Thursday, 5 June 2014

Late 1820s Early 1830s Wrapper

Sometimes you just get really, really lucky. When I saw this on ebay, and read that the seller thought that is was late Victorian, I looked at the sleeves and shape of the wrapper and thought ''I think that's more like the 1830s..''. When I received it I did a yelp for joy as I saw the Dorset Blandford buttons and the shape of it close up. To photograph it I have popped it on over a corded petticoat to give it some shape.

Late 1820s Early 1830s Wrapper
It is in incredible condition. It can't have been worn very much at all as there is not a single antique repair. There are a couple of holes and one or two tiny marks, but that's it. The buttons are also in superb condition. Quite remarkable. Over the last couple of months I have been going through my stash of antique items. Many I have put up on my Etsy Shop but there are a handful which I will not part with. This is one of them. I also have one Regency era bed jacket and a Regency nightgown which I treasure. But this is hands down my most exciting find.

Yesterday I was looking in my books for some reference to a similar item. I was just about to give up when I came across this one tucked away:-

'The Rise and Fall of the Sleeve 1825-1840' Naomi Tarrant - Royal Scottish Museum Studies. 1983
This short book is super. It is mainly a catalogue of the items from this period in the collections of the Charles Stewart and Royal Scottish Museum.  This costume collection was once to be found here at the National Museum of Scotland. But I notice the announcement at the top of the web page which states that this is no longer open to the public. I do hope that the collection has been moved to a new home.

Towards the back of the book, where nightclothes are discussed, I was delighted to find a description and photograph of a wrapper, which is very similar to mine here.
Description:
''Fine white cotton open down centre front. Large collar. Large gigot sleeves trimmed with white narrow cotton braid and embroidered white cotton frills in satin, eyelet and button hole stitches.''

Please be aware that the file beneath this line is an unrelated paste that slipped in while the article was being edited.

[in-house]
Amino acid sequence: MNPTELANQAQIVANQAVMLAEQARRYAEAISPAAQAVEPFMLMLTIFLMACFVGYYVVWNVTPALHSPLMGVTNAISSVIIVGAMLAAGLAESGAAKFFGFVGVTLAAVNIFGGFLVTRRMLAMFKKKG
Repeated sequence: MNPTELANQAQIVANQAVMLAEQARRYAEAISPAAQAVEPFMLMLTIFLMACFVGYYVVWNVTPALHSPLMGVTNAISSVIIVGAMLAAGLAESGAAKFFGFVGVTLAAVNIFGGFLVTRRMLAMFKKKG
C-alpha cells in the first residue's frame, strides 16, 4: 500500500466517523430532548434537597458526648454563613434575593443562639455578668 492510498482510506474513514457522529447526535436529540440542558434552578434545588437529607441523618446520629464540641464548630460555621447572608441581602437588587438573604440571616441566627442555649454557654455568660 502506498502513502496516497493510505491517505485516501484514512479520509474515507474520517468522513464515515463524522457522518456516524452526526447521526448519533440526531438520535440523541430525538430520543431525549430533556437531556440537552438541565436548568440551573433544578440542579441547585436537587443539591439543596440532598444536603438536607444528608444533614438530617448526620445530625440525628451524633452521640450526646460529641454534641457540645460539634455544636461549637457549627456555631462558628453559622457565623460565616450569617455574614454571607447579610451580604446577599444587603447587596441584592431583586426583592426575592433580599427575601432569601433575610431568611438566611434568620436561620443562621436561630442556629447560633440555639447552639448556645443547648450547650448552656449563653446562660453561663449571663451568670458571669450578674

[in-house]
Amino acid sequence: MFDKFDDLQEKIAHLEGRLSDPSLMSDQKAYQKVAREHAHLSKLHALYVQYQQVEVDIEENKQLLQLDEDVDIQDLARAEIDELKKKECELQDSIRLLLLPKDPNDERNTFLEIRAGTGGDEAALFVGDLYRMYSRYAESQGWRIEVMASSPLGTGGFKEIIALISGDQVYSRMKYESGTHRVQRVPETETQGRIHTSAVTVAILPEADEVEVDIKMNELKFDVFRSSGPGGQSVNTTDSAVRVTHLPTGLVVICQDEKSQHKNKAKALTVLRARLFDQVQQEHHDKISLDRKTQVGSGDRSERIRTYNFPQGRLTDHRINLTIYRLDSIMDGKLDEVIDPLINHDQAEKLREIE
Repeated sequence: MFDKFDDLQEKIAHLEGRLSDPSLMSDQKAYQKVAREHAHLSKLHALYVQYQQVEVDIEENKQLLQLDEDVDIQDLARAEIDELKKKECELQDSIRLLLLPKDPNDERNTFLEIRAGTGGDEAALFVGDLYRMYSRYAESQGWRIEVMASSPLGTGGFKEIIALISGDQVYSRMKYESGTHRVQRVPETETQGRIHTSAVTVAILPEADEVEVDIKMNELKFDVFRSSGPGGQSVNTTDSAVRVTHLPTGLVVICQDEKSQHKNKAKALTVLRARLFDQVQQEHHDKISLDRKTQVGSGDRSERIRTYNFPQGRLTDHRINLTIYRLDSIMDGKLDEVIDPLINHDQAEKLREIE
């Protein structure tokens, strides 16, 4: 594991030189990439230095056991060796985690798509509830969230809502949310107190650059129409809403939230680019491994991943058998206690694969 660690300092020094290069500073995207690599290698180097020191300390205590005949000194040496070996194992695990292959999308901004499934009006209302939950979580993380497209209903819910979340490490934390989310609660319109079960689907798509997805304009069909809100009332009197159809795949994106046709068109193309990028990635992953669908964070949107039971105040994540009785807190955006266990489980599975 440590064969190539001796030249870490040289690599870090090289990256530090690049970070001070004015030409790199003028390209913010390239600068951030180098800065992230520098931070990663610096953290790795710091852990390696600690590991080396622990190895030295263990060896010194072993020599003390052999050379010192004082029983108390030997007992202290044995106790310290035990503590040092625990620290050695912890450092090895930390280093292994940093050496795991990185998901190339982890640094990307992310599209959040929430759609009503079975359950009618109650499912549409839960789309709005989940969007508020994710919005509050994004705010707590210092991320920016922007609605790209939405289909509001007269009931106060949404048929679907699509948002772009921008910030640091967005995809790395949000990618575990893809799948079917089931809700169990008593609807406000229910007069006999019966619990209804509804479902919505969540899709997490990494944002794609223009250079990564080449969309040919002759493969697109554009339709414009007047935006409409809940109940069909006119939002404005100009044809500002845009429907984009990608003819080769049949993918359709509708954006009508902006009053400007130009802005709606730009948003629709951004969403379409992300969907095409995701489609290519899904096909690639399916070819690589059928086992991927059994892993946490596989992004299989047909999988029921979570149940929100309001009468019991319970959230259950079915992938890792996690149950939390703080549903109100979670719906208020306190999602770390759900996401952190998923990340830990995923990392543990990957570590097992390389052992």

CB length 142 cm
About 1830-5

There is also a short paragraph about wrappers a couple of pages back which reads:-
 ''Dressing gowns or wrappers were made of cotton, linen or flannel...Surviving examples tend to be suitable for wearing inside bedrooms or boudoirs over underwear but before putting on a dress and they could be worn as negligees for comfort when the corset was not worn.''
It would make sense to me to also put one on over your dress and whilst you are doing your hair, so a very useful thing to have to hand.

Now to take a closer look at my wrapper.
It is made from a light to medium weight twilled cotton, with a finer cotton used for all those fabulous frills everywhere. There is also a ruching effect in between the body of the wrapper and the frills. This photo shows the fabric texture:-



There is a Blandford Dorset button at each wrist. There are two wide pelerine style collars, a pair of ties at the neckline, and there is a drawstring casing which pulls in the gathers at the high waist area at the rear and ties at in the front.





Rear of  Early 19th Century Wrapper
Blandford Dorset Button on Sleeve of 1820/30s Wrapper
Measurements:-
CB to hem 54'' / 137 cm 
Hem Circumference 115'' / 292 cm
Length of Sleeve from shoulder gathers to hem of ruffle 32'' / 81 cm




I have come across this very similar example, and using the close-up tool, it appears to be made with a very similar fabric-

The Met Museum - Peignoir 1821-3 British
This is a much slimmer version of mine, owing to the style of fashions of the earlier date.


I am wondering what this fabric was named. I will try to find out a bit more. Time to very carefully pack this gorgeous thing away. Sigh. I could sit and look at it all day.
with love,
Naomi